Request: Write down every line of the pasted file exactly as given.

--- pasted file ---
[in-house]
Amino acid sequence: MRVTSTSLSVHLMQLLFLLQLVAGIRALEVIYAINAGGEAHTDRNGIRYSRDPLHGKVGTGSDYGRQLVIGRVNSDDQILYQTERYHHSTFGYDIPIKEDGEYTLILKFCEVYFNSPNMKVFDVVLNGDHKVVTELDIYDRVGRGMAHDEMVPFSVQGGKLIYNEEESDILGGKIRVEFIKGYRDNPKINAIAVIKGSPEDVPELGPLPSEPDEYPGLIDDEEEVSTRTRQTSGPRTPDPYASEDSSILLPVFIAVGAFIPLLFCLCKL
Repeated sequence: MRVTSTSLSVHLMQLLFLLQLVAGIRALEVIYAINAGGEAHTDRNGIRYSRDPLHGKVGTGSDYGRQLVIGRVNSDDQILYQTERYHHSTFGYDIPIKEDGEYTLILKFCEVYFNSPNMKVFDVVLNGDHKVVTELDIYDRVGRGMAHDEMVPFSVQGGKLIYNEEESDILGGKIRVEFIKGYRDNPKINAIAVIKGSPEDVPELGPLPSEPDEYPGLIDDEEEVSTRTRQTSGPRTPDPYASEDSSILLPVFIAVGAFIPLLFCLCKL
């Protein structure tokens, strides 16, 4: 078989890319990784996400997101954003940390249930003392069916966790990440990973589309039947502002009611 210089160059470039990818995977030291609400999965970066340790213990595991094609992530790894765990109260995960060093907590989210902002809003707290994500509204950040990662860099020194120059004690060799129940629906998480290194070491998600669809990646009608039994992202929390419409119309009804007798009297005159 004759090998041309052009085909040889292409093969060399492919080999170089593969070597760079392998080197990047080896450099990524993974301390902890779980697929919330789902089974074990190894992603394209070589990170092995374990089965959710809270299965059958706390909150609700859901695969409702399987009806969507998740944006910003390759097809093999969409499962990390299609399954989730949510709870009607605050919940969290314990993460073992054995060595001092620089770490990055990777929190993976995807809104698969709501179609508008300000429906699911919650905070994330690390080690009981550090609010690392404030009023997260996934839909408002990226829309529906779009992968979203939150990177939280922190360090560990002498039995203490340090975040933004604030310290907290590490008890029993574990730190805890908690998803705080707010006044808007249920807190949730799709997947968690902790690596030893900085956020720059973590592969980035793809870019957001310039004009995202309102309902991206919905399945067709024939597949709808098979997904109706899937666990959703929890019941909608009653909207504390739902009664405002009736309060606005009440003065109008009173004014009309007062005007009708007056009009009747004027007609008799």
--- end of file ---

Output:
[in-house]
Amino acid sequence: MRVTSTSLSVHLMQLLFLLQLVAGIRALEVIYAINAGGEAHTDRNGIRYSRDPLHGKVGTGSDYGRQLVIGRVNSDDQILYQTERYHHSTFGYDIPIKEDGEYTLILKFCEVYFNSPNMKVFDVVLNGDHKVVTELDIYDRVGRGMAHDEMVPFSVQGGKLIYNEEESDILGGKIRVEFIKGYRDNPKINAIAVIKGSPEDVPELGPLPSEPDEYPGLIDDEEEVSTRTRQTSGPRTPDPYASEDSSILLPVFIAVGAFIPLLFCLCKL
Repeated sequence: MRVTSTSLSVHLMQLLFLLQLVAGIRALEVIYAINAGGEAHTDRNGIRYSRDPLHGKVGTGSDYGRQLVIGRVNSDDQILYQTERYHHSTFGYDIPIKEDGEYTLILKFCEVYFNSPNMKVFDVVLNGDHKVVTELDIYDRVGRGMAHDEMVPFSVQGGKLIYNEEESDILGGKIRVEFIKGYRDNPKINAIAVIKGSPEDVPELGPLPSEPDEYPGLIDDEEEVSTRTRQTSGPRTPDPYASEDSSILLPVFIAVGAFIPLLFCLCKL
């Protein structure tokens, strides 16, 4: 078989890319990784996400997101954003940390249930003392069916966790990440990973589309039947502002009611 210089160059470039990818995977030291609400999965970066340790213990595991094609992530790894765990109260995960060093907590989210902002809003707290994500509204950040990662860099020194120059004690060799129940629906998480290194070491998600669809990646009608039994992202929390419409119309009804007798009297005159 004759090998041309052009085909040889292409093969060399492919080999170089593969070597760079392998080197990047080896450099990524993974301390902890779980697929919330789902089974074990190894992603394209070589990170092995374990089965959710809270299965059958706390909150609700859901695969409702399987009806969507998740944006910003390759097809093999969409499962990390299609399954989730949510709870009607605050919940969290314990993460073992054995060595001092620089770490990055990777929190993976995807809104698969709501179609508008300000429906699911919650905070994330690390080690009981550090609010690392404030009023997260996934839909408002990226829309529906779009992968979203939150990177939280922190360090560990002498039995203490340090975040933004604030310290907290590490008890029993574990730190805890908690998803705080707010006044808007249920807190949730799709997947968690902790690596030893900085956020720059973590592969980035793809870019957001310039004009995202309102309902991206919905399945067709024939597949709808098979997904109706899937666990959703929890019941909608009653909207504390739902009664405002009736309060606005009440003065109008009173004014009309007062005007009708007056009009009747004027007609008799």